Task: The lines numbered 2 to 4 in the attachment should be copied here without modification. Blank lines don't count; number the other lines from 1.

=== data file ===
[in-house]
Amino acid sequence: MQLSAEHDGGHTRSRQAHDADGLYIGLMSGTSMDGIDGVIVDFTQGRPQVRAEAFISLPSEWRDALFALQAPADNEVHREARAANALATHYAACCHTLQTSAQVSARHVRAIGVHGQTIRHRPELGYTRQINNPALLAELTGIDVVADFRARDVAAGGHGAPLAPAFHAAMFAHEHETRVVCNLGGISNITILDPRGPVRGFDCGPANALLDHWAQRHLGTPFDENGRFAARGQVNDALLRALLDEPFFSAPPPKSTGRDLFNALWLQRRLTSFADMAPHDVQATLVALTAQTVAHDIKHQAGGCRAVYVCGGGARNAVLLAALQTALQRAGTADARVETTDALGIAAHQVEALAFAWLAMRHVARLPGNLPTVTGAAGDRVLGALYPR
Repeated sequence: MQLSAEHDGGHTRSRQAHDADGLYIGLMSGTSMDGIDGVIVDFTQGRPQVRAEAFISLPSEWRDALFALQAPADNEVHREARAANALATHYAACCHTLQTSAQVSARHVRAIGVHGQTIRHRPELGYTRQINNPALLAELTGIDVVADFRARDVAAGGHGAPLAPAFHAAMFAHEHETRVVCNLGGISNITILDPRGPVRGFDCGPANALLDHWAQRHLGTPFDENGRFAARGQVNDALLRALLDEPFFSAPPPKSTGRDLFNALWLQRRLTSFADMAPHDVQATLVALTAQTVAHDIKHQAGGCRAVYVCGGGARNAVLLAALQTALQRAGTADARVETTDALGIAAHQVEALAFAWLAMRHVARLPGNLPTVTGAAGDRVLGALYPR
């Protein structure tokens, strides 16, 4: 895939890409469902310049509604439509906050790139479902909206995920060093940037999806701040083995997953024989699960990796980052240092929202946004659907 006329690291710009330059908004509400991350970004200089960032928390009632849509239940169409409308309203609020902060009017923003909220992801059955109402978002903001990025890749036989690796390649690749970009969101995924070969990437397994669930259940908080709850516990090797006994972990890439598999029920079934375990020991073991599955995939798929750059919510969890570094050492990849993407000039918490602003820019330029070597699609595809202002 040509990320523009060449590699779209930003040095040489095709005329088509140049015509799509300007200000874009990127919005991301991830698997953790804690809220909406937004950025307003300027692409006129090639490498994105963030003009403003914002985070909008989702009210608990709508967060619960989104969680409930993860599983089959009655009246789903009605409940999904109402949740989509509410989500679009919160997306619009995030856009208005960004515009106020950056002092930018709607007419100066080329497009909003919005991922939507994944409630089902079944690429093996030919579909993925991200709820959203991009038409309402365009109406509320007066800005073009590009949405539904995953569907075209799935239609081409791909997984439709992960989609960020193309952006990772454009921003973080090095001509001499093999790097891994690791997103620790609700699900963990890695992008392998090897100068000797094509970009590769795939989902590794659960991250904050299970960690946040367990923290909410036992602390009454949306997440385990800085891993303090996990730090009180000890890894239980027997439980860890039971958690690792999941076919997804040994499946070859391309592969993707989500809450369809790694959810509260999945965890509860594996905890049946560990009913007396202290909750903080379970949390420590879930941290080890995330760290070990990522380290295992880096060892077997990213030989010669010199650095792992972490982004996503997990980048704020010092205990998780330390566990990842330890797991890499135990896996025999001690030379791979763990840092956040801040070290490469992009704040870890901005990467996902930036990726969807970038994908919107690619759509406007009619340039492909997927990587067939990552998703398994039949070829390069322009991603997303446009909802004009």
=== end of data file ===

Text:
Amino acid sequence: MQLSAEHDGGHTRSRQAHDADGLYIGLMSGTSMDGIDGVIVDFTQGRPQVRAEAFISLPSEWRDALFALQAPADNEVHREARAANALATHYAACCHTLQTSAQVSARHVRAIGVHGQTIRHRPELGYTRQINNPALLAELTGIDVVADFRARDVAAGGHGAPLAPAFHAAMFAHEHETRVVCNLGGISNITILDPRGPVRGFDCGPANALLDHWAQRHLGTPFDENGRFAARGQVNDALLRALLDEPFFSAPPPKSTGRDLFNALWLQRRLTSFADMAPHDVQATLVALTAQTVAHDIKHQAGGCRAVYVCGGGARNAVLLAALQTALQRAGTADARVETTDALGIAAHQVEALAFAWLAMRHVARLPGNLPTVTGAAGDRVLGALYPR
Repeated sequence: MQLSAEHDGGHTRSRQAHDADGLYIGLMSGTSMDGIDGVIVDFTQGRPQVRAEAFISLPSEWRDALFALQAPADNEVHREARAANALATHYAACCHTLQTSAQVSARHVRAIGVHGQTIRHRPELGYTRQINNPALLAELTGIDVVADFRARDVAAGGHGAPLAPAFHAAMFAHEHETRVVCNLGGISNITILDPRGPVRGFDCGPANALLDHWAQRHLGTPFDENGRFAARGQVNDALLRALLDEPFFSAPPPKSTGRDLFNALWLQRRLTSFADMAPHDVQATLVALTAQTVAHDIKHQAGGCRAVYVCGGGARNAVLLAALQTALQRAGTADARVETTDALGIAAHQVEALAFAWLAMRHVARLPGNLPTVTGAAGDRVLGALYPR
């Protein structure tokens, strides 16, 4: 895939890409469902310049509604439509906050790139479902909206995920060093940037999806701040083995997953024989699960990796980052240092929202946004659907 006329690291710009330059908004509400991350970004200089960032928390009632849509239940169409409308309203609020902060009017923003909220992801059955109402978002903001990025890749036989690796390649690749970009969101995924070969990437397994669930259940908080709850516990090797006994972990890439598999029920079934375990020991073991599955995939798929750059919510969890570094050492990849993407000039918490602003820019330029070597699609595809202002 040509990320523009060449590699779209930003040095040489095709005329088509140049015509799509300007200000874009990127919005991301991830698997953790804690809220909406937004950025307003300027692409006129090639490498994105963030003009403003914002985070909008989702009210608990709508967060619960989104969680409930993860599983089959009655009246789903009605409940999904109402949740989509509410989500679009919160997306619009995030856009208005960004515009106020950056002092930018709607007419100066080329497009909003919005991922939507994944409630089902079944690429093996030919579909993925991200709820959203991009038409309402365009109406509320007066800005073009590009949405539904995953569907075209799935239609081409791909997984439709992960989609960020193309952006990772454009921003973080090095001509001499093999790097891994690791997103620790609700699900963990890695992008392998090897100068000797094509970009590769795939989902590794659960991250904050299970960690946040367990923290909410036992602390009454949306997440385990800085891993303090996990730090009180000890890894239980027997439980860890039971958690690792999941076919997804040994499946070859391309592969993707989500809450369809790694959810509260999945965890509860594996905890049946560990009913007396202290909750903080379970949390420590879930941290080890995330760290070990990522380290295992880096060892077997990213030989010669010199650095792992972490982004996503997990980048704020010092205990998780330390566990990842330890797991890499135990896996025999001690030379791979763990840092956040801040070290490469992009704040870890901005990467996902930036990726969807970038994908919107690619759509406007009619340039492909997927990587067939990552998703398994039949070829390069322009991603997303446009909802004009």